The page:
A. Olympus Mons is a shield volcano 374 miles (624 km) in diameter (approximately the same size as the state of Arizona), 16 miles (25 km) high. To compare, the largest volcano on Earth is Mauna Loa. Mauna Loa is a shield volcano 6.3 miles (10 km) high and 75 miles (120 km) across. The volume of Olympus Mons is about 100 times larger than that of Mauna Loa. In fact, the entire chain of Hawaiian Islands (from Kauai to Hawaii) would fit inside Olympus Mons!


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Q. Is NASA using ion power in its spacecraft?
A. NASA has been working on ion propulsion and nuclear propulsion technologies for decades, and ion thrusters are commonly used on satellites to provide gentle "station-keeping" nudges to keep them in the right orbit.

In October 1998, NASA launched the Deep Space 1 spacecraft to perform an asteroid flyby later in 1999. It was a virtual test bed of new, exotic technology, including the first ion drive which supplied the main thrust for the voyage.

Ion motors sound exotic, and they are, but they aren't in the league of "warp drive" or other stock propulsion systems used in science fiction stories. Still, the name does have a certain, mysterious, ring to it!

Learn more about ion engines by clicking on the link below.

+ Ion Engines


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Q. How can I name or buy a star?
A. NASA does not provide a star-naming service.


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Q. How are stars born?
A. We haven't been able to observe in detail all of the stages in this process, but from many specific young objects we have studied, it all seems to start with a dense, interstellar cloud many light years across. For reasons that we do not fully understand, small regions within such a cloud perhaps a fraction of a light year across begin to collapse under their own gravity.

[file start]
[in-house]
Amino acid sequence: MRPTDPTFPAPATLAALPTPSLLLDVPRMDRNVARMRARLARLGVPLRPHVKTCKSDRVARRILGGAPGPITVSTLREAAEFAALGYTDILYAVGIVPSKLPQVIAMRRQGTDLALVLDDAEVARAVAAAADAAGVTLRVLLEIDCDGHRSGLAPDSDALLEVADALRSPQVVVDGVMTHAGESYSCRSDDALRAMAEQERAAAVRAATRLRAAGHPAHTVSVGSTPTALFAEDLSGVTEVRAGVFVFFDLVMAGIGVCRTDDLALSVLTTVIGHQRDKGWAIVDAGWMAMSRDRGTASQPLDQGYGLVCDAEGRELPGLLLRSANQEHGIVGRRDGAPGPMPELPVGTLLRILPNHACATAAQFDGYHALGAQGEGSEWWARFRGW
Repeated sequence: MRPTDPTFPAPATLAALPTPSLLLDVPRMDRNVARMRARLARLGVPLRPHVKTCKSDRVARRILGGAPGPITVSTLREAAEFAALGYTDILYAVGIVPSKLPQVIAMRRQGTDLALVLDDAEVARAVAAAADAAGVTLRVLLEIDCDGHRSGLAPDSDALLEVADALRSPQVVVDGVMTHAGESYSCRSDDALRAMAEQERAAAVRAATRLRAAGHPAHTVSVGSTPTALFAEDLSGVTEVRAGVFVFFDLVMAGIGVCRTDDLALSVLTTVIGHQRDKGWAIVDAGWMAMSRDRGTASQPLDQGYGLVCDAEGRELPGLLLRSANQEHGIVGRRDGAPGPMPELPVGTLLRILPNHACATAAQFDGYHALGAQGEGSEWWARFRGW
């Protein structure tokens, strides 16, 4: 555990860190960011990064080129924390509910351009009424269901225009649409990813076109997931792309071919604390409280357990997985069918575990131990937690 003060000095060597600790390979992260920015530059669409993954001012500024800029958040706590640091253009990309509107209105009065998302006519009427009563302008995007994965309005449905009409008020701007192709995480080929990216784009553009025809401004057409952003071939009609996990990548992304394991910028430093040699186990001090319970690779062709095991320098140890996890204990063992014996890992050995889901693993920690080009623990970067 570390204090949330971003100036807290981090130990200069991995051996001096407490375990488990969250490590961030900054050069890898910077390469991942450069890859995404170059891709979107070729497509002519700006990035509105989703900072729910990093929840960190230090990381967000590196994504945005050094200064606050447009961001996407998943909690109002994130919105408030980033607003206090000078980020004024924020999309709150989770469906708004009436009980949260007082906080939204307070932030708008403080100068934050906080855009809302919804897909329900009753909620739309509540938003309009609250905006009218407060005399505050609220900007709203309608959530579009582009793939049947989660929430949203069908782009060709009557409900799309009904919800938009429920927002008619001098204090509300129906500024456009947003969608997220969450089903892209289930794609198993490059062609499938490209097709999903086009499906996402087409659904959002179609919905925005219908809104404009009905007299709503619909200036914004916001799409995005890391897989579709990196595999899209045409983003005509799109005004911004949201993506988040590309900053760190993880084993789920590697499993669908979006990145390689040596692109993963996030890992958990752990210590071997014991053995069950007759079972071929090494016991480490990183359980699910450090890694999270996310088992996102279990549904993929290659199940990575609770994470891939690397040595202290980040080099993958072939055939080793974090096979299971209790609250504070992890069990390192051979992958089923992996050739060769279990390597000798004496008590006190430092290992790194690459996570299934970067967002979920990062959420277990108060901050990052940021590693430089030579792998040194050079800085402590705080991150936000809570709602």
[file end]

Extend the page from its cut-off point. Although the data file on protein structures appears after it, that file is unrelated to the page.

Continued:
As the collapse continues, the center of this core region becomes denser and denser, climbing from only 100 atoms per cubic centimeter to millions of atoms per cubic centimeter and higher. As it collapses, whatever very slight rotation it originally had gets amplified so that, like a figure skater on ice, it spins faster and faster. Although the gas falling along the axis of the collapsing cloud feels nothing more than the gravitational force of the central core, along the equator of the object, centrifugal forces due to its spinning become so strong that they impede the collapse along this direction. The cloud collapses into a flattened disk with a central bulge containing most of the mass, and it is in this central object that the star will be born.

We see many rotating cloud cores like this, and many with a disk-like shape, so we are pretty certain we understand this phase of the evolution of stars, but what we don't fully understand is why the core collapses in the first place. There seem to be many things that can cause this physically; perhaps all of them occur in one cloud or another.


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Q. What is the temperature in space?
A. Temperatures in space depend on whether the thermometer is in sunlight or darkness. Near the Earth and the Moon, objects in direct sunlight can heat up to temperatures of about 250 degrees F (121 degrees C). In the shade, objects can cool down to around -250 degrees F (-156 degrees C). This extreme range is the reason why the thermal designs of spacecraft and spacesuits are so important.


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Q. How probable is the Genesis theory of creation?
A. Because it is such a non-scientific (even poetic) description, it is impossible to gauge its validity.


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Q. If space ends, what's on the other side?